Canonical is accelerating Ubuntu's push into the cloud, delivering an integrated stack of cloud platforms ready for download. Canonical has revealed that it's working with open-source project Hadoop and NoSQL database providers to deepen the level of integration between these big-data technologies and the Linux distro's next …
A note from the UK
May I be the first British person to point out that "fluff" generally refers to a polite way of saying a 4 letter word starting with F and rhyming with duck.
Your probably the only british person to use fluff in this way too. The rest of us just cut to the chase, no fluffing around.
Speaking as a Brit, "fluff" means s light, downy material. Possibly something like lint or, gosh, a cloud. Or even something of little significance.
Where you get the notion that "fluff" is euphemism for coitus in British English eludes me, I have never heard it used in that context at all.
google definition of fluffed:
2. Fail to perform or accomplish (something) successfully or well (used esp. in a sporting or acting context): "the extra fluffed his only line"
Another note from the UK
Well, sorta. I was thinking more fluffed = blown, which is roughly how I imagine the author intended it, except that he's fluffing and blowing in preparation for the big scene whereas I've blown it.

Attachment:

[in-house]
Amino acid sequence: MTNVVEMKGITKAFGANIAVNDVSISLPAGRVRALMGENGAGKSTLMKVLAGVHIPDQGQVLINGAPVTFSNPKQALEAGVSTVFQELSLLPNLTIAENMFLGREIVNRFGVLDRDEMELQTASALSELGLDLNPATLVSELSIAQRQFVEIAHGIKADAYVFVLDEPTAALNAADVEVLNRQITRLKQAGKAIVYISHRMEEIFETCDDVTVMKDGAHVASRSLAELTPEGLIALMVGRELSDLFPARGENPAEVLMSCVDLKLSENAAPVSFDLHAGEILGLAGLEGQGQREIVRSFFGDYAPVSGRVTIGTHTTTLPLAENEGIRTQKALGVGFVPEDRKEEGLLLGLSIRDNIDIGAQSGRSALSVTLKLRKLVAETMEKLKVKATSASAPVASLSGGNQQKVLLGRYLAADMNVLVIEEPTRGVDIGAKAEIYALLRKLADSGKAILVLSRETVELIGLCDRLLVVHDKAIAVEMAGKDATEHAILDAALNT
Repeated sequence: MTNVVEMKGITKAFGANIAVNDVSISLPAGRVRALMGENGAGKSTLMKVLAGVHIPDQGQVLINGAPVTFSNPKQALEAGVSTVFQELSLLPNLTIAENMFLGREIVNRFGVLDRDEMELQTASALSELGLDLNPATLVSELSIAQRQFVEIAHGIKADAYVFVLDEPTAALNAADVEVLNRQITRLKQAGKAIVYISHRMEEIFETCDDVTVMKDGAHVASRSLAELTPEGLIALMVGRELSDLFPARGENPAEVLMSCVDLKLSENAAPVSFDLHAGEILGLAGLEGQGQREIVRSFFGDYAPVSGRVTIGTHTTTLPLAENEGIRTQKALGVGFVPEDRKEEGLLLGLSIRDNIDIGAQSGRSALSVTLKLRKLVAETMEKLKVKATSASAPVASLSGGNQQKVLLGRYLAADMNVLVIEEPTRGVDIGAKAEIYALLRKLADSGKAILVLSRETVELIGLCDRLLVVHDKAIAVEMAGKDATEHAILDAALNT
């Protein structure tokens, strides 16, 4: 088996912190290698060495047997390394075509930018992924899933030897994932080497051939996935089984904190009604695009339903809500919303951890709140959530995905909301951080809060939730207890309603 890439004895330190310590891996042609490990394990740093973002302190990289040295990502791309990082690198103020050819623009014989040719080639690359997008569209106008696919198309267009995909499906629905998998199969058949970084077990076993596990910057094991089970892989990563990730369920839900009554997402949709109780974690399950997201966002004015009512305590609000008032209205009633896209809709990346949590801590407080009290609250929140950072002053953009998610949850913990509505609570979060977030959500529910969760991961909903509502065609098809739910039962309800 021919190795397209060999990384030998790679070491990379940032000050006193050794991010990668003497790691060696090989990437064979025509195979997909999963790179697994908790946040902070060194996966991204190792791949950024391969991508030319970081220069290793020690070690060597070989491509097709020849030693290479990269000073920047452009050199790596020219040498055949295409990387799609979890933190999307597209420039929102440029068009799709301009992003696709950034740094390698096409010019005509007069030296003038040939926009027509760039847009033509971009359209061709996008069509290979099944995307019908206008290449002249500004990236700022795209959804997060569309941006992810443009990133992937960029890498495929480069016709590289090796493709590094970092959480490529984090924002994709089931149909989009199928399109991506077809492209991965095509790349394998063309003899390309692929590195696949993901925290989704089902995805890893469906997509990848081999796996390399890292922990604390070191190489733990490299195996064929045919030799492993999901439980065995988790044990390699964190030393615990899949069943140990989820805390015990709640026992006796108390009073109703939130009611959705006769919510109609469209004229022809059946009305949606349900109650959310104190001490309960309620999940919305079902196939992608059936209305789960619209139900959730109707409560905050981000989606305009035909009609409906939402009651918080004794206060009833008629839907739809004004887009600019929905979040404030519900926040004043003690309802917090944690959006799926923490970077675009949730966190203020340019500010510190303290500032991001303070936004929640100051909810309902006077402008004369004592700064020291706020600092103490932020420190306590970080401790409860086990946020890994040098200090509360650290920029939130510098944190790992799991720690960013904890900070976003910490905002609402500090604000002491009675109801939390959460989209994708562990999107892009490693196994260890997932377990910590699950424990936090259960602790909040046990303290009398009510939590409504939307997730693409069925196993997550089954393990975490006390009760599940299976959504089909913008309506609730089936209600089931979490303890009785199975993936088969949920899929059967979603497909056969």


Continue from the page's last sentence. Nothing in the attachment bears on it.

Commercial Hadoop support. Brave.
I know it just sounds easy to support "another" OSS project, but Canonical are going to find Hadoop different. Facebook, Yahoo! and others worry about any patch that could threaten their data, and to cut a release someone needs to stress test it on a real -not a virtual- datacentre with 1500+ servers. the current problems we are worrying about are disk balancing on 12HDD servers, better sharing of idle cluster time with other applications (through better reporting), etc etc -stuff you only find a problem on big clusters.
This is why the current Hadoop recommended config is always a specific Sun JVM that everyone is happy with, a specific RHEL/CentOS OS image that has also been tested by the big players at the petabyte scale.
If Canonical end up producing yet another Hadoop branch, that's just going to cause trouble. But without the ability to get their patches into the core -which they currently lack, not having any committers- that's exactly what's going to happen.
What is good here is that they could tweak ubuntu to work better with hadoop, such as
* allowing us to turn IPv6 off
* not defaulting to adding an entry to /etc/hosts that maps the local hostname to 127.0.0.1. This may make sense for laptops, but not machines in a datacentre.
"Canonical's end goal seems to be single-click deployment for a cloud from the Ubuntu command line"
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